dc.contributor.author Van Loock, Frederik dc.date.accessioned 2019-07-19T09:25:33Z dc.date.available 2019-07-19T09:25:33Z dc.date.issued 2019-10-26 dc.date.submitted 2019-04-11 dc.identifier.uri https://www.repository.cam.ac.uk/handle/1810/294793 dc.description.abstract This thesis contributes to the understanding of the deformation and fracture of methyl methacrylate (MMA)-based polymers in the context of void growth. The first part of the thesis focuses on the prediction of void growth during solid state nanofoaming of polymethyl methacrylate (PMMA). These predictions may contribute to the development of polymeric foams with a thermal conductivity close to that of air. The second part of the thesis explores the fracture behaviour of structural adhesive (e.g. MMA)-based joints. An adhesive layer within such a joint is prone to defects such as (micro)voids and (micro)cracks. The ability to accurately predict the failure strength of adhesive joints as a function of pore or crack size is essential in order to design reliable structures based on adhesive bonding technology. A one dimensional void growth model is developed to simulate cavity expansion during solid-state nanofoaming of PMMA by CO$_2$ in the first part of the thesis. To that end, tensile tests on two PMMA grades of markedly different molecular weight are conducted close to the glass transition temperature and over two decades of strain rate. The void growth model makes use of fitted constitutive laws for each PMMA grade and the effect of dissolved CO$_2$ is accounted for by a shift in the glass transition temperature of the PMMA. Solid-state nanofoaming experiments are performed on the two PMMA grades to validate the void growth model. The morphology of the foams (and the limit in attainable porosity) is found to be sensitive to the molecular weight. The measured porosity versus foaming time curves are in good agreement with those predicted by the model, for porosities below the maximum observed porosity. The observed limit of achievable porosity is interpreted in terms of cell wall tearing; it is deduced that the failure criterion is sensitive to cell wall thickness. The tensile strength of a centre-cracked elastic layer, sandwiched between two elastic substrates, and subjected to remote tensile stress, is predicted in the second part of the thesis. An analytical theory is developed by making use of a cohesive zone at the crack tip to predict the strength of the joint as a function of the relative magnitude of crack length, layer thickness, plastic zone size, specimen width, and elastic modulus mismatch ratio. Joint design maps are constructed, revealing competing regimes of fracture. The analytical theory is verified by finite element calculations, and validated by means of two experimental case studies. dc.description.sponsorship EPSRC, SABIC dc.language.iso en dc.rights Attribution-NonCommercial-NoDerivatives 4.0 International (CC BY-NC-ND 4.0) dc.rights.uri https://creativecommons.org/licenses/by-nc-nd/4.0/ dc.subject Polymethyl methacrylate dc.subject Nanofoams dc.subject Deformation maps dc.subject Failure maps dc.subject Tensile tests dc.subject Solid-state foaming dc.subject Gas dissolution foaming dc.subject Molecular weight dc.subject Void growth model dc.subject Cavity expansion dc.subject Adhesive joint dc.subject Finite element analysis dc.subject LEFM dc.subject Cohesive zone dc.subject Stiffness mismatch dc.subject Cellulose acetate dc.title Deformation and fracture of PMMA with application to nanofoaming and adhesive joints dc.type Thesis dc.type.qualificationlevel Doctoral dc.type.qualificationname Doctor of Philosophy (PhD) dc.publisher.institution University of Cambridge dc.publisher.department Engineering dc.date.updated 2019-07-19T07:40:09Z dc.identifier.doi 10.17863/CAM.41889 dc.contributor.orcid Van Loock, Frederik [0000-0003-0581-2238] dc.publisher.college Peterhouse dc.type.qualificationtitle PhD in Engineering cam.supervisor Fleck, Norman cam.supervisor.orcid Fleck, Norman [0000-0003-0224-1804] cam.thesis.funding true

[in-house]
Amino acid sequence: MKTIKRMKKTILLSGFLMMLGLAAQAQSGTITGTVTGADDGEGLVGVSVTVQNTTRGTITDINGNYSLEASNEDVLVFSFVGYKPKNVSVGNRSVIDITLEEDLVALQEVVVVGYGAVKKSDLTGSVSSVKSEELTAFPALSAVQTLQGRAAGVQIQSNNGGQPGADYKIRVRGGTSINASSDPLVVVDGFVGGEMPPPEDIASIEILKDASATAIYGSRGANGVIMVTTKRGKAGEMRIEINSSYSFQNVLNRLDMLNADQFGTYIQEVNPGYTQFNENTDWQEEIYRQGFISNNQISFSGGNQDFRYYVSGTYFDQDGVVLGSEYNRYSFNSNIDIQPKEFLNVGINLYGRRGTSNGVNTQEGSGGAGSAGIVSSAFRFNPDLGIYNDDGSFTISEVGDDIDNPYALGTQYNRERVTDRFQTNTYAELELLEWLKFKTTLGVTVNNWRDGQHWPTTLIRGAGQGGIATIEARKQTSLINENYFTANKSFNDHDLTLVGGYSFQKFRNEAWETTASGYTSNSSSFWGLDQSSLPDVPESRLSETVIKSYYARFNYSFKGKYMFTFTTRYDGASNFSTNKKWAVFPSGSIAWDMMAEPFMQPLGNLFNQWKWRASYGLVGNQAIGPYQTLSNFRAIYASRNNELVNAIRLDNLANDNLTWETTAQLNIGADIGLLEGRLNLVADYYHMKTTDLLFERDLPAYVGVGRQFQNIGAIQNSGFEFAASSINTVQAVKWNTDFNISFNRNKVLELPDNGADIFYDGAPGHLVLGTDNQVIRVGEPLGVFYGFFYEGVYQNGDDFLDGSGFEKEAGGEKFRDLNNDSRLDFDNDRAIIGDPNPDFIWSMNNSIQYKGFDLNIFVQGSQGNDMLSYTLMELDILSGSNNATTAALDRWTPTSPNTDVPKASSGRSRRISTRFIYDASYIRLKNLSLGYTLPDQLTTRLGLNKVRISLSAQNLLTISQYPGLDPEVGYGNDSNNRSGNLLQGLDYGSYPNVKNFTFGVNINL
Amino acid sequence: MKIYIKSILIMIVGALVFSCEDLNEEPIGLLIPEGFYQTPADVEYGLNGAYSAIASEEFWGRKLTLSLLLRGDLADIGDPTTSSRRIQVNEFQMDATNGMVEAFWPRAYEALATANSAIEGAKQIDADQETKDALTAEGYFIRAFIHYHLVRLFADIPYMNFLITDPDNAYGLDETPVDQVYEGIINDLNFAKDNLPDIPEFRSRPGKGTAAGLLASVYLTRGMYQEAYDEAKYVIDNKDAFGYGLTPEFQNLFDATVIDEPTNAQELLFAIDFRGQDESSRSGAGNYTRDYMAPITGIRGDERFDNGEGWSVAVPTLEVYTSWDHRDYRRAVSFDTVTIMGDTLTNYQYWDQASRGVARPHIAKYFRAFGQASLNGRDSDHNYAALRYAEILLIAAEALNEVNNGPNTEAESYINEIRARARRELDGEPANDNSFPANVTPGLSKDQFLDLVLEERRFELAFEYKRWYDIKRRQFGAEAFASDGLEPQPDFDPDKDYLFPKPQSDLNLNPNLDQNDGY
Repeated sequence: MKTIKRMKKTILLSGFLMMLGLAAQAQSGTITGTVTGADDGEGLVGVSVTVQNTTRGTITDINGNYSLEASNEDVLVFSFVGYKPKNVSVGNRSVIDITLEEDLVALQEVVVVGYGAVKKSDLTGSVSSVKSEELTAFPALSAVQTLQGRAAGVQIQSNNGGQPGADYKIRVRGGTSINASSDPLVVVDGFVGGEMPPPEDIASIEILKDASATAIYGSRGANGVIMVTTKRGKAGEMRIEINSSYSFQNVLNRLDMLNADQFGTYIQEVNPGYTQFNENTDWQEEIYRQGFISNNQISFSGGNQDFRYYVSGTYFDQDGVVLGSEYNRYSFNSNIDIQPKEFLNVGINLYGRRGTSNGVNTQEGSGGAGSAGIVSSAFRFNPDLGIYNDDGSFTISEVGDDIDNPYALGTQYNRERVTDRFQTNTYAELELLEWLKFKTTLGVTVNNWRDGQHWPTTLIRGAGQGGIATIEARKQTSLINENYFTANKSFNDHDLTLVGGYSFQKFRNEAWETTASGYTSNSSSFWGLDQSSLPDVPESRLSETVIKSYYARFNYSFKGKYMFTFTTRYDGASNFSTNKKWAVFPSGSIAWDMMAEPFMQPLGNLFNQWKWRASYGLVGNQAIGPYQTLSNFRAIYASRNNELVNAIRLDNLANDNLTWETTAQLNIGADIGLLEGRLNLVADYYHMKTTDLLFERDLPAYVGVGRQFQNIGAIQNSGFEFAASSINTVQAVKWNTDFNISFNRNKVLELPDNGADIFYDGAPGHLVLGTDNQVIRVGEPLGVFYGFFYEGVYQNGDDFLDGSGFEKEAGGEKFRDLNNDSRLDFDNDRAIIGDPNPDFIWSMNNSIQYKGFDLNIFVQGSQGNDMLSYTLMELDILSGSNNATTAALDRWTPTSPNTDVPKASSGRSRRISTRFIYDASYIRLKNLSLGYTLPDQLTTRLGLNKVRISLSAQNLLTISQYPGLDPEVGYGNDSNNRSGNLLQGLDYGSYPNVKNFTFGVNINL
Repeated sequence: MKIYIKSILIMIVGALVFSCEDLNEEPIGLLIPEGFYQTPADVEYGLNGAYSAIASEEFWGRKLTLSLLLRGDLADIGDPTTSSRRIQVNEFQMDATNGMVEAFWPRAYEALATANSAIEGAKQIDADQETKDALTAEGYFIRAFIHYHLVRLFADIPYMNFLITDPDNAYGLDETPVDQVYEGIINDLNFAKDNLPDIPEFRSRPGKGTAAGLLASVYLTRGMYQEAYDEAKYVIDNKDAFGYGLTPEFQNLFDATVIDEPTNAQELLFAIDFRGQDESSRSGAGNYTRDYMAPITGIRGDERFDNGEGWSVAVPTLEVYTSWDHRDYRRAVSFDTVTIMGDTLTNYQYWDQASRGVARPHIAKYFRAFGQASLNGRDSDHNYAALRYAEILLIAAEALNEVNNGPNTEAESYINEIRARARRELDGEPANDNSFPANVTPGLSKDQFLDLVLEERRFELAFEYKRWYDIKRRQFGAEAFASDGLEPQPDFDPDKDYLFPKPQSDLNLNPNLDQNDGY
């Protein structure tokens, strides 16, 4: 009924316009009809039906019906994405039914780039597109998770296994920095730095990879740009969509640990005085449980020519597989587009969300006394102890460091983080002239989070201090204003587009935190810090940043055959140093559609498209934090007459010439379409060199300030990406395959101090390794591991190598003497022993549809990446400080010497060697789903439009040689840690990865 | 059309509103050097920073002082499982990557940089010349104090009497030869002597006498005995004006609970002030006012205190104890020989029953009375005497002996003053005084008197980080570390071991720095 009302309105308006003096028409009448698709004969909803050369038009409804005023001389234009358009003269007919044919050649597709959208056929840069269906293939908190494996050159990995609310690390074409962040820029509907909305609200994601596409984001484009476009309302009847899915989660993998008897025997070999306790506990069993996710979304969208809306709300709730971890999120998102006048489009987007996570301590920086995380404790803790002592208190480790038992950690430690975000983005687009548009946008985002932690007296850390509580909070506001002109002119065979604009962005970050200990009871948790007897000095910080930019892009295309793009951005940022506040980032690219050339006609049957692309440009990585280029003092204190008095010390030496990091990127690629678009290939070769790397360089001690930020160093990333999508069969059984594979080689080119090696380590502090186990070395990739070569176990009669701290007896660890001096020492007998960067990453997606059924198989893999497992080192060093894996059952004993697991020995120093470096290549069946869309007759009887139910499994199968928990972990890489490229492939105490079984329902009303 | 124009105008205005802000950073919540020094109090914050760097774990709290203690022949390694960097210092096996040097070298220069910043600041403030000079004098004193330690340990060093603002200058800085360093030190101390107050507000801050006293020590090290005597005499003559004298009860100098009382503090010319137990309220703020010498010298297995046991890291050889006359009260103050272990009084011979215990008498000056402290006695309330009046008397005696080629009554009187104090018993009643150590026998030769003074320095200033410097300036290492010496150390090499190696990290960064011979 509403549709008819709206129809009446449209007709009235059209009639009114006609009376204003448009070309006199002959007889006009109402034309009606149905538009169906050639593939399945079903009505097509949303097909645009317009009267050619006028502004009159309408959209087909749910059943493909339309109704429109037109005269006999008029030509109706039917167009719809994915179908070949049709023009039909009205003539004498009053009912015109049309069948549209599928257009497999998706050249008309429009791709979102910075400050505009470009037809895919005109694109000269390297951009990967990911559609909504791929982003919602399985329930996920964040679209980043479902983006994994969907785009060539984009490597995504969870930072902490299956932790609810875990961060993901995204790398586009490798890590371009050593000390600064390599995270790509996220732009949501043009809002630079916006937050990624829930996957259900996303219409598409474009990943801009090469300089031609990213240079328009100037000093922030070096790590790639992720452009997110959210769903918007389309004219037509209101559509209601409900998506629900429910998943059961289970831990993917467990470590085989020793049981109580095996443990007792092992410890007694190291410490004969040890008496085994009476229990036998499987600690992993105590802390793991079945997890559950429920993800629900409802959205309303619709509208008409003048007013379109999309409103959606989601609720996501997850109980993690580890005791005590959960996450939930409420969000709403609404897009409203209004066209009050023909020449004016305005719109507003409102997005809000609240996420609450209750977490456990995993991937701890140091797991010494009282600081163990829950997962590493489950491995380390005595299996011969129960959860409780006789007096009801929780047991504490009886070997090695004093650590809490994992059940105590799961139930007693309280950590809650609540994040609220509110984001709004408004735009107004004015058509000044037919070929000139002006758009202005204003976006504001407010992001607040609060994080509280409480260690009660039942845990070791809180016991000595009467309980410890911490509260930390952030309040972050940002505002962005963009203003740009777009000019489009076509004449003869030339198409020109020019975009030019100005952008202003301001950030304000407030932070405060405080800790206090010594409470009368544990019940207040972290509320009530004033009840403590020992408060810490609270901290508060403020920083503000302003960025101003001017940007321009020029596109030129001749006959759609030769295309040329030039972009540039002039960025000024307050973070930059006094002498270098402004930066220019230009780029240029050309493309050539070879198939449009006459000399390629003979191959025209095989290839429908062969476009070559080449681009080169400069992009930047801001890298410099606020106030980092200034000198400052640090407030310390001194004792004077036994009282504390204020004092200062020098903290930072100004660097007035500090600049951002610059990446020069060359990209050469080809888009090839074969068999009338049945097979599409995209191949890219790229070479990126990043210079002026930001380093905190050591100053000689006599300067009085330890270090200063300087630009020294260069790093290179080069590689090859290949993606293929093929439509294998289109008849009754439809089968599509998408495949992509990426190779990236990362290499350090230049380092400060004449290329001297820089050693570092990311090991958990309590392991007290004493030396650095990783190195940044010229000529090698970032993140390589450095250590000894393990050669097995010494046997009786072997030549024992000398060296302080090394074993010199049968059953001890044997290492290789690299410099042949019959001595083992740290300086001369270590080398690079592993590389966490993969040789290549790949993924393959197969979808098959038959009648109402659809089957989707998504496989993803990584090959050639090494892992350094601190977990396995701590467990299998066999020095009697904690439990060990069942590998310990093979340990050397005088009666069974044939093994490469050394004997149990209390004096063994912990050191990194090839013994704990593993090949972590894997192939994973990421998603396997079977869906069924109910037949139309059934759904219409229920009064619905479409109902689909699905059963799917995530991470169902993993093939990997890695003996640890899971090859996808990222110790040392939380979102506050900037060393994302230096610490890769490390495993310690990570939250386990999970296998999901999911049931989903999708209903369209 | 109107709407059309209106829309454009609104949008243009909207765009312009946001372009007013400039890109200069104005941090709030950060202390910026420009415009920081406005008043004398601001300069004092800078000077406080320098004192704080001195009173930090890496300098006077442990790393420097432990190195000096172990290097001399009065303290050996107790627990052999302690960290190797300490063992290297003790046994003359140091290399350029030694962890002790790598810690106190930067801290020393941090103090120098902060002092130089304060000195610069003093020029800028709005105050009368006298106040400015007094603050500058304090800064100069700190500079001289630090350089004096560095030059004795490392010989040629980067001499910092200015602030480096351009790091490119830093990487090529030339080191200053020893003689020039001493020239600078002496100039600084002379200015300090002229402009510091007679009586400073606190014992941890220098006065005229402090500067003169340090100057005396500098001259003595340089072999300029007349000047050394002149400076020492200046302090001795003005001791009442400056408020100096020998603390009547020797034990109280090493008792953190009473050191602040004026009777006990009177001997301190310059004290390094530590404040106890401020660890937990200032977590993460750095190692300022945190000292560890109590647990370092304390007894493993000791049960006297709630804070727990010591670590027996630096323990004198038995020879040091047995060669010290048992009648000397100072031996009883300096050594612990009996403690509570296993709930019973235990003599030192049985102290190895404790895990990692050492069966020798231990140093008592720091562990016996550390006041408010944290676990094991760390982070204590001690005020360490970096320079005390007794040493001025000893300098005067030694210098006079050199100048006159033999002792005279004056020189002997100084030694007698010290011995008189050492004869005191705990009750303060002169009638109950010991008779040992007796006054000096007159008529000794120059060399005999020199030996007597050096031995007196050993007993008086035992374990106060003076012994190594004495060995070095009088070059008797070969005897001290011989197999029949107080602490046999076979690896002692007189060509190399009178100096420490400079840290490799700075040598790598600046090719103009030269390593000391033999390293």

﻿

### This item appears in the following Collection(s)

Except where otherwise noted, this item's licence is described as Attribution-NonCommercial-NoDerivatives 4.0 International (CC BY-NC-ND 4.0)